Tuesday, November 22, 2016

Age Friendly Shopping Centres


According to the World Health Organisation, ‘making cities more age-friendly is a necessary and logical response to promote wellbeing and contributions of older urban residents and keep cities thriving’. Where cities are age friendly they tend to be friendlier for all age groups as their direct needs are frequently shared with other groups, particularly people with young children and those with disabilities.

Canberra has been accepted as an age-friendly city. Living up to the WHO ideals should result in a friendlier and more relaxing environment. In shopping centres this is good for business and therefore profits.

These needs include:-
Having appropriate seating at regular intervals. Appropriate seating includes the correct height, and with arms, to enable older shoppers to sit down and get up easily.
Shopping centre seating needs to be user friendly, with seats facing each other to enable interaction between users.
Individual stores which involve customer queues, such as banks, should be encouraged to provide seats on their premises.
Many grandparents today act as baby sitters. Adequate seating near play areas is necessary to attract these customers to centres.
Car parks should be easily accessible to shopping centres, not separated by busy roads, as at the newly built Casey centre. This is a government responsibility but centre managers should have input into such planning. Where access to centres is limited or hazardous, customers are discouraged.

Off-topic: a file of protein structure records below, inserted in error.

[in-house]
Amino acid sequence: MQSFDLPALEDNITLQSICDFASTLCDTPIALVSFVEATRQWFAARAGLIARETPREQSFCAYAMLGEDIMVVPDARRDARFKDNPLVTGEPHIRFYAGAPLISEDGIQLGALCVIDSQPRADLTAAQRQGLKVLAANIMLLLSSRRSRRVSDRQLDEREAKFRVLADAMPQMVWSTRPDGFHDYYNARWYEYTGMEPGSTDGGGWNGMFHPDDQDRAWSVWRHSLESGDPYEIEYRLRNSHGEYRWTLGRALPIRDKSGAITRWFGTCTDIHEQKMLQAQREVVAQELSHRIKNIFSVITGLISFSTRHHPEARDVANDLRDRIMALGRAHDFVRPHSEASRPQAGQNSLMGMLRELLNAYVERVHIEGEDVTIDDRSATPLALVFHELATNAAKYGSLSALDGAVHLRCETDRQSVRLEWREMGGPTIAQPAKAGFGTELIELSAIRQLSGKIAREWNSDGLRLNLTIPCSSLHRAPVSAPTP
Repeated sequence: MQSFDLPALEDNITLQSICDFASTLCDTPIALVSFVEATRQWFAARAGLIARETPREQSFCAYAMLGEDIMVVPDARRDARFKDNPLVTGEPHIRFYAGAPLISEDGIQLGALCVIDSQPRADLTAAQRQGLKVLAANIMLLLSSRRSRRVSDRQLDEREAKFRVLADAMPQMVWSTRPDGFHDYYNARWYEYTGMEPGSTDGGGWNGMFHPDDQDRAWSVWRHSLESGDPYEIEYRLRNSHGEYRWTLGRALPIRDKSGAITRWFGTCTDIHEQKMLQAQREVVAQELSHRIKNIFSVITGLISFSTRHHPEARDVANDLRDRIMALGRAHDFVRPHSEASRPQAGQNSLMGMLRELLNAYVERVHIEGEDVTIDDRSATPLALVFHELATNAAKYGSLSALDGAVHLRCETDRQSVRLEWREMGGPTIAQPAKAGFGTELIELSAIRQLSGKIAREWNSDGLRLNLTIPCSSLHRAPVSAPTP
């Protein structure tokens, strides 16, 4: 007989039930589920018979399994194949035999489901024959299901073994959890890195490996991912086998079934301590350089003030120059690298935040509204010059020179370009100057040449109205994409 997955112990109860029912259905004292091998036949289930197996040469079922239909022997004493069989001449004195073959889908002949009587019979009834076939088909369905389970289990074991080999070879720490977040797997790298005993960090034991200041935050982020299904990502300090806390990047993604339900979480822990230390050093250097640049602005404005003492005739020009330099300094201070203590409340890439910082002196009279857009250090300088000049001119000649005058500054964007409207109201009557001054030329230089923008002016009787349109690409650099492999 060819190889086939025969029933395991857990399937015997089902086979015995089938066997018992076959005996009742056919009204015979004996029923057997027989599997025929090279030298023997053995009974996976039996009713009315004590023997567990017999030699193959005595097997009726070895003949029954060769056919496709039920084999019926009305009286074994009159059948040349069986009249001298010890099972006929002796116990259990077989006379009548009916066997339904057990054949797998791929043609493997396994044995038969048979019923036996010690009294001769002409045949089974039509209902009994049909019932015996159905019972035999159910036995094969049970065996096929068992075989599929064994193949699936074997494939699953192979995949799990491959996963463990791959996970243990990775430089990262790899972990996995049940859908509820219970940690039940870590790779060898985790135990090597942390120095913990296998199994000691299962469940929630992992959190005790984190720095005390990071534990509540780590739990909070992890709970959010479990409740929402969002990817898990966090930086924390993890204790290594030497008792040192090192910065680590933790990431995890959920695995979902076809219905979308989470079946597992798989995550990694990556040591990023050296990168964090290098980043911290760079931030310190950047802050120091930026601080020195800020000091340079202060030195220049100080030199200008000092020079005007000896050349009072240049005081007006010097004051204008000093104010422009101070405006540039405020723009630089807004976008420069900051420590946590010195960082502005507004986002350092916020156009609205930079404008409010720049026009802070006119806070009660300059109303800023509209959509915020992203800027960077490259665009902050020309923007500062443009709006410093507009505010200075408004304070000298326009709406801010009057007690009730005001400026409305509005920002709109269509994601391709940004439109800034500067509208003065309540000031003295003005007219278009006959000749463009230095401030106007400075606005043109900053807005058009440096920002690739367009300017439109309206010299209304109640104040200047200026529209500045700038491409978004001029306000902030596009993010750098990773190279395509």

Underground car parks should be appropriately lit, to accommodate older people who often have less efficient eyesight.
In toilets, hooks behind doors, designed to hold handbags etc. should be at a suitable height for older people who tend to be shorter.
Shop keepers, particularly in supermarkets, should be encouraged to store goods purchased by older customers on shelves which are at a height accessible to this group.
In centres which have facilities for entertainment, the interests of the elderly could be taken into consideration.
Safety within centres should be paramount for all shoppers, including the elderly. Where safety is compromised, such as with ‘Wet floor’ signs, older people, for whom falling is a permanent hazard, are automatically discouraged from patronising the centre. The signs have no legal consequence and should be replaced by a non-slip flooring surface.
Moving staircases connecting floors should be appropriate for use by older shoppers. Those recently installed in the Gungahlin shopping centre extension are quite hazardous for older people, particularly for those with trolleys.

Older people form an increasing percent of the population and their needs in shopping centres should be considered, particularly as these are often paralleled by other groups. Attracting customers and providing an environment in which they are relaxed and comfortable is good for shopping centres and is therefore good for business and profits.

Audrey Guy
HCCA Member

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